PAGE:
Europe,  Geschichte

Germany and the First World War

In a recent article, CNN tries to analyze the German relationship to the history of the first World War. Supposedly, WWI is „Germany’s forgotten conflict“, overshadowed by the levels of destruction and suffering of the second World War. The earlier war would often be seen as merely a prelude to the bigger, later war.

The main narrative of the article is therefore, that Germany is lacking a proper culture of remembrance when it comes to the First World War. Omnious critics are referred to that Germany would have a „selective memory“. Linke-politician Sevim Dagdelen thinks that, Germany’s neglecting of its history as the main aggressor and cause for the war and its „denial“ of it, is „scandalous“.

But Germany’s relationship with the first world war has to be different from the one of other countries. First, the history of history of the World War is way more complicated. For many contemporaries the war was about civilisations and cultures. It was seen in the light of the predominant notion of social-darwinism, that the stronger nation’s culture or system was superior. In Germany, it was a war of the German government, mainly the prussian king, more than it was the war of the German people. The war ended in an armistice that for them was undermining liberal politicians‘ efforts to democratize Germany. As Max Weber pointed out, it did not undermine the war, it undermined the peace. The armistice created winners and losers, found peoples guilty or righteous and implied that war is really only then a bad thing, if you are on the losing side.

However, for German politicians at the time the armistice was not a forcing reason for another war. They were willing to cope with the new situation and try to realize a democratic Germany. They were willing to accept the conditions even though they did not see Germany, especially not the German people, as the main aggressors or even the „cause“ of the war. Dagdelen opens up a debate that was fiercly discussed not only in Germany but all over the world. My own conclusion is: Most involved governments were willing to go to war. No government fully realized the consequences of their actions. Of course that includes Germany at the war-mongering countries‘ center. However, European nations prepared for a great war long before the outbreak of the first world war. Originally, Britain thought it would come to a final clash between its own Indian-British empire and the Alliance of the Asian-European empire of Russia and the colonial empire of France. All these nations prepared for such a war since the midst of the 19th century. That the great war broke out between Germany and Russia would have been surprising from a perspective of the 1850s but after 1871 definitively not impossible. In certain ways at least, the outbreak of the war moves within a specific coherent logic that prevailed since the 19th century.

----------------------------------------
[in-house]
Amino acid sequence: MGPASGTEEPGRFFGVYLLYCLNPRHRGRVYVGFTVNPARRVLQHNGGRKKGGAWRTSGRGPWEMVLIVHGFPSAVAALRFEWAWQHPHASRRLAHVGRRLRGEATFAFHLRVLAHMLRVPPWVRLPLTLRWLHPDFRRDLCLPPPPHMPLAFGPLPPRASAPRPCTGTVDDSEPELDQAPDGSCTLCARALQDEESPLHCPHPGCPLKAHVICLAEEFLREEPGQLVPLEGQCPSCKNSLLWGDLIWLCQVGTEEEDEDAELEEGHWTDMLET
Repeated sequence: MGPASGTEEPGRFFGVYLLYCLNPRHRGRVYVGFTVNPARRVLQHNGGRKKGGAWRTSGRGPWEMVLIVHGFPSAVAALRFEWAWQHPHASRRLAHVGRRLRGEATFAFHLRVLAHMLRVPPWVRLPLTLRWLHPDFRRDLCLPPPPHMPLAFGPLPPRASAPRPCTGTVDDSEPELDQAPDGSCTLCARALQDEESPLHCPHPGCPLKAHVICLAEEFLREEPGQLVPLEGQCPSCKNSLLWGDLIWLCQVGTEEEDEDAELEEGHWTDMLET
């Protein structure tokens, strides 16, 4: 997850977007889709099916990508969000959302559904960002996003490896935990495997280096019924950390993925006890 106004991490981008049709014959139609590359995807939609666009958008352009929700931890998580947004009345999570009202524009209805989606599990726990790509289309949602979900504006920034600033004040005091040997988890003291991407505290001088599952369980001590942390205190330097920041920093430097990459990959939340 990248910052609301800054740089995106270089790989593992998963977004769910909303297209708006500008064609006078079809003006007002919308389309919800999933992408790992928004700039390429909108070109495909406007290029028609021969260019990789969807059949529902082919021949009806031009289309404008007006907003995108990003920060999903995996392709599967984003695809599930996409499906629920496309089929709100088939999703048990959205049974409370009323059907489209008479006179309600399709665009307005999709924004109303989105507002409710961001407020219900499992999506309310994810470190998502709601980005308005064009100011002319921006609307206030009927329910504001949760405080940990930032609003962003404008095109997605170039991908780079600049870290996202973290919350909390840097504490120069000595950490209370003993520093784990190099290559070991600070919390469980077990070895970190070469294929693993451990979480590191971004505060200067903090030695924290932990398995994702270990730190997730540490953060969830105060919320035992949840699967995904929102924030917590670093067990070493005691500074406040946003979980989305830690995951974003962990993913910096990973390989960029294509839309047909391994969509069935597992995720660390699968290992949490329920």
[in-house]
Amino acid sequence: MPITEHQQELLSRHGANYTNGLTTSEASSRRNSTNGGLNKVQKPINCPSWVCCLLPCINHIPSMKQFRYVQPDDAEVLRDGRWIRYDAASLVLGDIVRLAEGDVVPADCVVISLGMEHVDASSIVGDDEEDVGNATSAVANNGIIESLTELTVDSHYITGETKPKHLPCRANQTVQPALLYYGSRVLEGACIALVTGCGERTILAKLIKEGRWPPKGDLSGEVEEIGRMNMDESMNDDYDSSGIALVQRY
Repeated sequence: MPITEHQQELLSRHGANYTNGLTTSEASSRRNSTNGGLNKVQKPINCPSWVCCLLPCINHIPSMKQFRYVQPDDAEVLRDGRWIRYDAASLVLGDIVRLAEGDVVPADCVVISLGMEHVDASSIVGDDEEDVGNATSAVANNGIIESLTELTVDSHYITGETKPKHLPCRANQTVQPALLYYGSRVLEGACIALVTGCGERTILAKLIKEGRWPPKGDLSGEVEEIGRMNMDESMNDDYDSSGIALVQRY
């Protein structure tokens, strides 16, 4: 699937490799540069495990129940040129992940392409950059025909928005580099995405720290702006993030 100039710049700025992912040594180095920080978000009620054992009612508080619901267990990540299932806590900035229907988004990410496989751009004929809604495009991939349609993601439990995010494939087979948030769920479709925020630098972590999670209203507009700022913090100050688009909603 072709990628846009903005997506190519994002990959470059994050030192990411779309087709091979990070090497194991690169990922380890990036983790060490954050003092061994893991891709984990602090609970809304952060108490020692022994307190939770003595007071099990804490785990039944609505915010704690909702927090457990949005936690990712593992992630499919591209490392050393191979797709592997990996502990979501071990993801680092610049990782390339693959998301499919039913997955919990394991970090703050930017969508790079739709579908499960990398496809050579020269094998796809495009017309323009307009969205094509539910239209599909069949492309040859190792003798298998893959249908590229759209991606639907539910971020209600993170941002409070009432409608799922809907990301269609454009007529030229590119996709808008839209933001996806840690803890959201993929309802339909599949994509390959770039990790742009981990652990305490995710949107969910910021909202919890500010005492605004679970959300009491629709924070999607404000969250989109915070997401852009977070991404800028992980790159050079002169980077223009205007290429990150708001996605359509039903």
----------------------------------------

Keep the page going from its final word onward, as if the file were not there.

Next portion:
With the Nazi’s rise to power the narrative changed. Today many presume that the end of the first world war directly requires the outbreak of the second. No. The second World War was absolutley unasked for and is caused only by Germany’s actions. Even the demise of the German Weimar republic is not a necessary consequence of the historic circumstances.  That differentiates the second world war from the first significantly. Therefore the remembrance of it cannot be the same.  It is true, however, that the first world war deserves more space in the public thought. Not in a question of „Who is guilty, who was the cause?“ but as a memory for the victims of a deadly mechanic system where industrialisation and automatisation overtook humanity and the norms of nationalism, imperialism and colonialism overshadowed human values. And that is an objective statement that all countries have to face the same way. The subjective, normative aspect would be: I prefer that the allied forces won the war and opened the way for Germany to become a democracy, even if the armistice undermined peace and Germany’s development towards democracy.

Therefore, while the social-darwinistic narrative was not reflected in many countries after the first world war, which is thus interpreted as the conflict between civilisations and remembered as such, in Germany the victims of the first world war are considered victims of a delayed development within Germany. In certain ways their deaths have to be considered, yes, without a cause. They did not fight for a certain value but died within a bloodthirsty machine that most European states were part of. Other countries may not forget that a war could have broken out even between democratic states like France and Britain throughout the 19th and into the 20th century. It should not be thought of as a conflict between democratic and autocratic states (How democratic were France and Britain in their colonies? How democratic was Russia, China or Japan?). The focus of commemoration should be criticism of the willingness of states to go to war because of nationalistic, imperialistic and colonial interests and the inability to end it, once its futileness was realized.

And all in all it should be possible to just pay a tribute to the persons, soldiers and civilians who became victims of that system regardless of their nationality. It was a conflict after all, that included battles like the battle of Verdun that raged on for months where on average more people died daily than on the whole of D-day 1944. The loss of people should be remembered without declaring winners and losers – without trying to find a reason in their deaths, that will always, prove ultimately insufficient to the tragedies.

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